United States / Cuba Relations


Max Lunievicz: Grade 7

After more than 50 years of hostile relations between Cuba and the United States, in December, 2014, President Obama proposed changing the relationship between the two nations.

Following the Cuban Revolution in 1959, when the dictator Fidel Castro came to power, the relations between Cuba and the United States deteriorated. Citizens quickly started to emigrate from Cuba to the United States, which agreed to harbor them. The United States passed laws to help Cubans stay here once they arrived on land. These policies continue to this day.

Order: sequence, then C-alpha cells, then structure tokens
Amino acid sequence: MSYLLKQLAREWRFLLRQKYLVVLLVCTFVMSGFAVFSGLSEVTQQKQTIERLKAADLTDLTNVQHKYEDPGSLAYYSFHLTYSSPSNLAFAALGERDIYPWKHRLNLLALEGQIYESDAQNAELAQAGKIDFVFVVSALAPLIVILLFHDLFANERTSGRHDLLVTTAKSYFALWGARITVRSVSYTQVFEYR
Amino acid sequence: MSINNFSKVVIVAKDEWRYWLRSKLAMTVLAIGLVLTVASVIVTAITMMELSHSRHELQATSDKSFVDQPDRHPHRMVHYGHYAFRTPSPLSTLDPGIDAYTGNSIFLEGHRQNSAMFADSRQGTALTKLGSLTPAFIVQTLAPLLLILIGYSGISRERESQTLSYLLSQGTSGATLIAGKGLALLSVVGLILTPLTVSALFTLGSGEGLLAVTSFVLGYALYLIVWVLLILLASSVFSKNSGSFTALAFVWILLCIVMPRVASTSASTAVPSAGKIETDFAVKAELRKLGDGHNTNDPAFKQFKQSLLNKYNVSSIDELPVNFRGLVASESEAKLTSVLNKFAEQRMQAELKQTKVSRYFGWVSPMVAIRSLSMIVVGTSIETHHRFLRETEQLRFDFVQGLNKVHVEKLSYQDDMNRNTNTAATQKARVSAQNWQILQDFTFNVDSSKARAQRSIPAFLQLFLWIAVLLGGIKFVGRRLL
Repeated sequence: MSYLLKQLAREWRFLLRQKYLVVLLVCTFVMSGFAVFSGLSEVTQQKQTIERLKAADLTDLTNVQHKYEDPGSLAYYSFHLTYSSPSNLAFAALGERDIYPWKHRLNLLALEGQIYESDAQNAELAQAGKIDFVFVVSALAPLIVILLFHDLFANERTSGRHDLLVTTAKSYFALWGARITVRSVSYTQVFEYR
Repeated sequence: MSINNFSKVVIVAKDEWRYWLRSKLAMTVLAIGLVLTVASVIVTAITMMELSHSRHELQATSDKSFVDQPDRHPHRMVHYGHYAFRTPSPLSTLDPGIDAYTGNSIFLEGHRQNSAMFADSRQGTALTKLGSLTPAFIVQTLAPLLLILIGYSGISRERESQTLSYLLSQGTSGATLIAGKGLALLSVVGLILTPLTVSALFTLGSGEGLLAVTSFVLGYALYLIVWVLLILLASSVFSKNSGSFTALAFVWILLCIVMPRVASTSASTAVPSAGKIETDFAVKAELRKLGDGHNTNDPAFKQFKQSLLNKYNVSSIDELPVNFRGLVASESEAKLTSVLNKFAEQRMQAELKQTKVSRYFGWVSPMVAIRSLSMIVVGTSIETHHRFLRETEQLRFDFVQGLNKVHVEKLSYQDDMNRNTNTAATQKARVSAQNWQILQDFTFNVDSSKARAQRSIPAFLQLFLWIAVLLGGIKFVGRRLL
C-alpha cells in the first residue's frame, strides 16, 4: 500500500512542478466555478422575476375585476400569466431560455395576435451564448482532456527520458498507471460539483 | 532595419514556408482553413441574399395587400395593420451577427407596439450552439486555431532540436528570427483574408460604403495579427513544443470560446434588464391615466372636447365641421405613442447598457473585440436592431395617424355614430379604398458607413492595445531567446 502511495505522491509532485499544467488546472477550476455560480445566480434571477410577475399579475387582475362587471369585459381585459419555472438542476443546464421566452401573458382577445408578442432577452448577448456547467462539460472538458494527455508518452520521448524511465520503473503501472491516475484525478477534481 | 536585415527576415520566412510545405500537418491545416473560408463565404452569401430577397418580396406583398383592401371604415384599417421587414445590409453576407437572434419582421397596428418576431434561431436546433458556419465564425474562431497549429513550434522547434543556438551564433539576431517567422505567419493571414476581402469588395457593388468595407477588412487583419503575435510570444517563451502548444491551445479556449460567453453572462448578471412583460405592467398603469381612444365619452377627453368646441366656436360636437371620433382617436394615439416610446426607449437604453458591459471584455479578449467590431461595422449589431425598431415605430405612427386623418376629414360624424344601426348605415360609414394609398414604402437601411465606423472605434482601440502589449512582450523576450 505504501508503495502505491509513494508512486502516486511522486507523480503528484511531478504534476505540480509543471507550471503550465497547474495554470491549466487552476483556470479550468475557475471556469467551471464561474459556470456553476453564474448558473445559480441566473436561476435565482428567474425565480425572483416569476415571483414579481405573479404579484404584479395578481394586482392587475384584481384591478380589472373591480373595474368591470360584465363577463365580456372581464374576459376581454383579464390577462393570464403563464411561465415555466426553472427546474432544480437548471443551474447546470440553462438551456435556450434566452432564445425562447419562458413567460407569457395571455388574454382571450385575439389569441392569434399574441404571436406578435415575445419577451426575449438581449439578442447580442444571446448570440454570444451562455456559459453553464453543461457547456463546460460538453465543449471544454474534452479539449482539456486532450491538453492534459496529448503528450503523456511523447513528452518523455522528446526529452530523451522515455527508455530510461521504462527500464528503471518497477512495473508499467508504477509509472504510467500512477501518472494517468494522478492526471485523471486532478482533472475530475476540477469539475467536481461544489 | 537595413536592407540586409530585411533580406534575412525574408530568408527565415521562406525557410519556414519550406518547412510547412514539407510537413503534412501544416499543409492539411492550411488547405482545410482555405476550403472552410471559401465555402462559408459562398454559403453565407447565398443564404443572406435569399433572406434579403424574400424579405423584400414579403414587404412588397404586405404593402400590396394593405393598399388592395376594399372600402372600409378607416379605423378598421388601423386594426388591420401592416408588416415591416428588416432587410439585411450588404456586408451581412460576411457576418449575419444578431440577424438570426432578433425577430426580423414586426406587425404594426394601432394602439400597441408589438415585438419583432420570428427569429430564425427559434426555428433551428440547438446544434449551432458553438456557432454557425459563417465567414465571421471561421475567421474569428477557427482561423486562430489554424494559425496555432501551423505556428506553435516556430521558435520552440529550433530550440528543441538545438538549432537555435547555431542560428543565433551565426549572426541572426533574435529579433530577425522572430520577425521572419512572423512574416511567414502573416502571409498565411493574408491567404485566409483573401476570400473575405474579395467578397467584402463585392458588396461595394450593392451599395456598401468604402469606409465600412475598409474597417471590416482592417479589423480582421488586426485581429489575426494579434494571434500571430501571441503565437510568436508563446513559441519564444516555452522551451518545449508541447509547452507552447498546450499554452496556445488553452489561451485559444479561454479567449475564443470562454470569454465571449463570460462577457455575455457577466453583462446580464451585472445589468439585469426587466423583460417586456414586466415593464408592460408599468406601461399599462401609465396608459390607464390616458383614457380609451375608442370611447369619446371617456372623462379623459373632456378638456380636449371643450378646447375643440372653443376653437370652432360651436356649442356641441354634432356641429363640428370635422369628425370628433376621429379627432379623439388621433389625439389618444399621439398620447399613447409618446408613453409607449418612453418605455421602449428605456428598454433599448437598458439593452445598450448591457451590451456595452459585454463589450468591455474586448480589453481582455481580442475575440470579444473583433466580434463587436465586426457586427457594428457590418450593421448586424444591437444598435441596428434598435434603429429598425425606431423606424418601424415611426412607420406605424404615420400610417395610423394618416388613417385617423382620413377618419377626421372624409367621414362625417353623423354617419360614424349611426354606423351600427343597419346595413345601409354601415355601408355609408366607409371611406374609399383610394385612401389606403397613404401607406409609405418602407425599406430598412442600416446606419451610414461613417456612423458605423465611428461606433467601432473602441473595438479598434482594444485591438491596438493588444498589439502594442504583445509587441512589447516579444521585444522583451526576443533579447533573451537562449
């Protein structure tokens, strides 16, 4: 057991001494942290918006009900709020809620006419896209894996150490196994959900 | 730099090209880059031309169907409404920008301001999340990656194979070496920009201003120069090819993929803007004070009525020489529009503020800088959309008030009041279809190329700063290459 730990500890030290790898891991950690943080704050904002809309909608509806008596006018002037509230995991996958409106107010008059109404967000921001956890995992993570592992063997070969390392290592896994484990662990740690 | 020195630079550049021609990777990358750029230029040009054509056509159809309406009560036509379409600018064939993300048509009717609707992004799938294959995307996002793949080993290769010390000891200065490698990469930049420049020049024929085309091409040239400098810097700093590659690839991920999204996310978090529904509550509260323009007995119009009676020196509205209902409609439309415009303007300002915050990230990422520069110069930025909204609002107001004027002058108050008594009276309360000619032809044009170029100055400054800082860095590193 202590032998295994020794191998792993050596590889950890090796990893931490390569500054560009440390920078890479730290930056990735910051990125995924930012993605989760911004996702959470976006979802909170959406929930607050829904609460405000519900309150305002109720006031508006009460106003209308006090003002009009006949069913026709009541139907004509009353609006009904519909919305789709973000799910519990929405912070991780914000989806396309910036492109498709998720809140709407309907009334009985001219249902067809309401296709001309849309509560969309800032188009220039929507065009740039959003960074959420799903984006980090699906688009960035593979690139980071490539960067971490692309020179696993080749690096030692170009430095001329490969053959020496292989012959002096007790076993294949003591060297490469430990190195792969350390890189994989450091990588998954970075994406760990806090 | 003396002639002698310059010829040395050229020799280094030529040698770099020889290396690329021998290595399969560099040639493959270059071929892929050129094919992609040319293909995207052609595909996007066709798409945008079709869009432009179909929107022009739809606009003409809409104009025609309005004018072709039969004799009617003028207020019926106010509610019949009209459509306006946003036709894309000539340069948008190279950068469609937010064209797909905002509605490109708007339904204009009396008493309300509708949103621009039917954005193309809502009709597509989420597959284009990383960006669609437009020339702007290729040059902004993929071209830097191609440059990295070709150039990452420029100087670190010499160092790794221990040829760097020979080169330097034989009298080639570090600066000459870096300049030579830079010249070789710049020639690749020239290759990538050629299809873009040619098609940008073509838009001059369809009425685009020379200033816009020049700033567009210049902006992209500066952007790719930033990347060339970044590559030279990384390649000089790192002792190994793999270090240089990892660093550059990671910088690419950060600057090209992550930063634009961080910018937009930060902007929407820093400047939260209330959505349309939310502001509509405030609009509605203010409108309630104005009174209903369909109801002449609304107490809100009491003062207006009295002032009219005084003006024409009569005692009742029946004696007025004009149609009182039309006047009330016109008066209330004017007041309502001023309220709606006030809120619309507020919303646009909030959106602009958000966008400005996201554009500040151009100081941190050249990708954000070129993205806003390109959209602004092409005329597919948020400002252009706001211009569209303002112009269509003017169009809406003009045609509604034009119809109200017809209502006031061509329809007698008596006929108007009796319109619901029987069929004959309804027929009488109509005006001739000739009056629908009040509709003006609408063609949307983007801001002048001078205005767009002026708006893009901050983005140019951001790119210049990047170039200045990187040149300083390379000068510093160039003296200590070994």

In addition, Cuba became allies with the Soviet Union in 1961. The Soviet Union placed missiles on the island, in a prime position for an attack on the United States. With the United States and Cuba on the brink of war, the relations between the countries were increasingly worsening. All trade and diplomatic relations died out between the countries, and travel was also restricted between Cuba and the United States.

The first priority of the current talks between the two countries, according to news reports, is to re-establish embassies in each other’s countries for the first time since 1961. Other changes have already begun; many trade and travel restrictions have been lifted. Cuba and the United States are both interested in increasing the ease of travel between the countries and allowing more Cuban citizens to access the Internet. Although both sides are committed to the process, there have already been significant disagreements over human rights and emigration issues.

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